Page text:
The hands-on work of responding to national anger over the treatment of women has begun with the first meeting of a new taskforce.
The hands-on work of responding to national anger over the treatment of women has begun with the first meeting of a new taskforce.

ScoMo’s women’s cabinet boast

Prime Minister Scott Morrison hosted the first meeting of his cabinet's women's taskforce on Tuesday as his government gears up to respond to a landmark harassment report.

Mr Morrison said it was "the largest group of women who have ever been represented in a federal cabinet" and touted accomplishments in the realms of female employment and equal pay.

But he acknowledged there was more to be done.

"As we gather together here in this place, as we often do as a full cabinet with a particular focus and lens on our challenges as a country to ensure that women have at least equal opportunity, at least as much safety, at least as much economic security as men in this country," Mr Morrison said.

Prime Minister Scott Morrison and Women’s Minister Marise Payne say the work of the women’s taskforce is well under way. Picture: NCA NewsWire / Martin Ollman
Prime Minister Scott Morrison and Women’s Minister Marise Payne say the work of the women’s taskforce is well under way. Picture: NCA NewsWire / Martin Ollman

The group was created last week as part of a cabinet reshuffle that came in response to weeks of sustained criticism over the treatment of women in parliament and other workplaces.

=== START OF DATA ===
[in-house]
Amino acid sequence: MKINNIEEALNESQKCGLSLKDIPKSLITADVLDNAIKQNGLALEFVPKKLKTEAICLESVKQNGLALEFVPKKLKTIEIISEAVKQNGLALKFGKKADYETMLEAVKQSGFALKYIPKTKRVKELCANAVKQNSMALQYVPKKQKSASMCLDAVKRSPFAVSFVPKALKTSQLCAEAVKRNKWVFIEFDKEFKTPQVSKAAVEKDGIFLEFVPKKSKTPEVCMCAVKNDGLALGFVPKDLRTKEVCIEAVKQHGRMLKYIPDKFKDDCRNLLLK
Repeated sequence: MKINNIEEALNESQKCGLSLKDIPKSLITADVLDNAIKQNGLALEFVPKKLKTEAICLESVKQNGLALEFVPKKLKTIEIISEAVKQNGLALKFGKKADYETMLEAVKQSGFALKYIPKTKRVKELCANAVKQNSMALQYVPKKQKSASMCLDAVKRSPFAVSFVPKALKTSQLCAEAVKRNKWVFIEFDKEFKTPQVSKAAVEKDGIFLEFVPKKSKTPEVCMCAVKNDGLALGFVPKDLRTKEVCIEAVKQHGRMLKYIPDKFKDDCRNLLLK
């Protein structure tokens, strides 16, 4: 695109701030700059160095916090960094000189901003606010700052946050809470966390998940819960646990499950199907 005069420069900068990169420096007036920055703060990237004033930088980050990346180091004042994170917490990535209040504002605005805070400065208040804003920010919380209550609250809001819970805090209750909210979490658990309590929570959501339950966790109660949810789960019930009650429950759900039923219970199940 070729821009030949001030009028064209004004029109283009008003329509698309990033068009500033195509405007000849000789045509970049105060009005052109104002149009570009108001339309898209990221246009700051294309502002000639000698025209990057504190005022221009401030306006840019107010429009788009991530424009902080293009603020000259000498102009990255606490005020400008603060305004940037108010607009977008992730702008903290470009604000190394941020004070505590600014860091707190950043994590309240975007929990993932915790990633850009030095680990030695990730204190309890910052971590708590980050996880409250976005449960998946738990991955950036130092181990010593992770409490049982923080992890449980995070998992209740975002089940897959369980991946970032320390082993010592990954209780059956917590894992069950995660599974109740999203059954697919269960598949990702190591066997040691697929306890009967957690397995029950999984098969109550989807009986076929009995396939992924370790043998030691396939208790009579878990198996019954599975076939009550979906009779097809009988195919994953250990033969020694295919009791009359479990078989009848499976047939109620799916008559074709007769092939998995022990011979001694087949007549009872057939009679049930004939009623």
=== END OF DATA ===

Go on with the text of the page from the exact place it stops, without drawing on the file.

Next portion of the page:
Co-chair and Women's Minister Marise Payne said the first priority would be responding to the Respect@Work report, a sexual harassment review handed down in January last year that made 55 recommendations for how to create safe workplaces.

Among the report's most significant recommendations is shifting the responsibility of preventing sexual harassment onto employers and away from a system where the burden is on victims to report incidents.

Ms Payne said the work of responding was "well under way in the safe hands of" newly appointed Attorney-General Michaelia Cash.

She said a meeting of a different taskforce for women's safety would also take place this week, with the aim of developing a national plan for ending violence against women and children.

"What the past two months, though, have underscored for us as a government and as a nation is the depth of the issues that impact women, particularly in relation to violence and harassment, particularly in relation to workplace issues," Ms Payne said.

Originally published as ScoMo's women's cabinet boast



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